Glen Hodgson, a C.D. Howe fellow-in-residence, in an open letter to “Canadian climate watchers,” argues for governments to find the political will needed to align around reasonable policies for addressing flood and fire risks.
“We need improved risk management and climate adaptation,” he writes. “A forward-looking risk management plan through comprehensive property insurance and climate adaptation would reduce the need for governments to assume open-ended climate damage risk and related costs. Without adequate flood, fire and other severe weather insurance coverage, property owners will inevitably seek government bailouts to restore the property to a livable state or pay for it to be abandoned. Some key questions need to be answered.”
First, he asks if property insurance which covers flooding should be made mandatory. “Mandatory coverage would expand the risk pool and thus improve the capacity for effective management,” he writes. “The options for pooling flood risk have been extensively analyzed.”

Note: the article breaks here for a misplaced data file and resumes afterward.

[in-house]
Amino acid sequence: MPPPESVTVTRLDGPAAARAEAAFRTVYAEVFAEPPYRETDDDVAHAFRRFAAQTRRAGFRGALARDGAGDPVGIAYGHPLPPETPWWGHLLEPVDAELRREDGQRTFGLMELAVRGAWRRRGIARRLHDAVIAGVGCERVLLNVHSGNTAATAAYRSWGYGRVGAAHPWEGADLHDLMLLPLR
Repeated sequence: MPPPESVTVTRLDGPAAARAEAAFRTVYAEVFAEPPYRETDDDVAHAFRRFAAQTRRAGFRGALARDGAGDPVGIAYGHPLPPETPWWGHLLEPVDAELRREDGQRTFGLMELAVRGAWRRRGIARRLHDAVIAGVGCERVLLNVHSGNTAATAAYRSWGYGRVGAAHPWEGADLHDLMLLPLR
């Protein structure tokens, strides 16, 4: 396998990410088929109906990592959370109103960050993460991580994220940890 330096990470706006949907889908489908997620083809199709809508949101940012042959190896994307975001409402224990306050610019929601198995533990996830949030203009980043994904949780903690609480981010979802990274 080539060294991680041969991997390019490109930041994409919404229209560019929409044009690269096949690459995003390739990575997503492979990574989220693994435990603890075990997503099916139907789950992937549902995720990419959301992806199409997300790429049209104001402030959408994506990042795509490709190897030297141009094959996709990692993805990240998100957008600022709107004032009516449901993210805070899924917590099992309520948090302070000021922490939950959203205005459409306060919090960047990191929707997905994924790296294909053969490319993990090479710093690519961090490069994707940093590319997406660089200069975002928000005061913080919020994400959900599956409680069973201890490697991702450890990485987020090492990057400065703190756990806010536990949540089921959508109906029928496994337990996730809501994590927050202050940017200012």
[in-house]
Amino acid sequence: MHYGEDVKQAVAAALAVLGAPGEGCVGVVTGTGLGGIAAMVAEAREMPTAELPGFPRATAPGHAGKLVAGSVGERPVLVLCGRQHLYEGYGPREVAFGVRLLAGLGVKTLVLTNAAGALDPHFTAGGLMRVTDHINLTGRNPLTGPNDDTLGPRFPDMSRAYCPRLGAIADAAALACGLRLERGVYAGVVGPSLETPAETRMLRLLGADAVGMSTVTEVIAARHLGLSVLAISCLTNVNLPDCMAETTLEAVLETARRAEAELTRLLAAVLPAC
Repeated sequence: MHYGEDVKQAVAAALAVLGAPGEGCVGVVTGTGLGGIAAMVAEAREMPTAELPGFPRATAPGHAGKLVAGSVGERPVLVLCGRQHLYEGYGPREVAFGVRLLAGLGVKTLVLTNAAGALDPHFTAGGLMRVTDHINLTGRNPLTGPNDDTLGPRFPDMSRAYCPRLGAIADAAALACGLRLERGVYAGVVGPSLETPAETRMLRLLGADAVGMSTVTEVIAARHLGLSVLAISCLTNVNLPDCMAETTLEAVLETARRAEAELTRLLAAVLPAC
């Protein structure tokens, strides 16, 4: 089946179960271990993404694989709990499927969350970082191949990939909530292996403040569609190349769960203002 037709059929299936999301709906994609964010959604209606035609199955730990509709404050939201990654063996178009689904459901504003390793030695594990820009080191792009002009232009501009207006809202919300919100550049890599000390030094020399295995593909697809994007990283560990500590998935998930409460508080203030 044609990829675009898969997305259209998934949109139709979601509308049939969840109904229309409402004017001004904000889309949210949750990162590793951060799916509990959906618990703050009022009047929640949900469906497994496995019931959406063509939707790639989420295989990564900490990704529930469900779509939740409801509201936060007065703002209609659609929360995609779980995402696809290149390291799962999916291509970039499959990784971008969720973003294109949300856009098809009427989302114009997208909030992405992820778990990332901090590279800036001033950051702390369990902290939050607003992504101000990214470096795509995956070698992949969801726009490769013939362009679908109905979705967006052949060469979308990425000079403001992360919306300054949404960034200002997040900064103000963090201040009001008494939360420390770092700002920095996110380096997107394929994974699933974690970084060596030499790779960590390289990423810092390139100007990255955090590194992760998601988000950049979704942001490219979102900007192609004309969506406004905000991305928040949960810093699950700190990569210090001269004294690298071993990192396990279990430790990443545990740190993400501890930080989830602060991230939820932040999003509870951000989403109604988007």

Estimated total residential flood risk is pegged at $2.9-billion a year, he adds, but only 40 to 60 per cent of Canadian homeowners currently purchase some form of flood coverage, with uptake mainly concentrated in low and medium-risk areas. “According to the task force, the mandatory offer of flood insurance by insurers is a fundamental requirement for a successful flood insurance arrangement in Canada; voluntary purchase will not produce sufficient market penetration.”
As a first step, he also advocates for a stop to new construction in risky areas.
“Political will is now required. The federal and provincial governments need to align around a reasonable policy. Flood risk management discussions have proceeded for years and, even with a thoughtful options paper, the issue is still not a priority,” Hodgson continues. “What will it take to finally adopt a realistic plan for extreme weather risk management? This is a question of political will and leadership, not just finding the best possible technical solution.”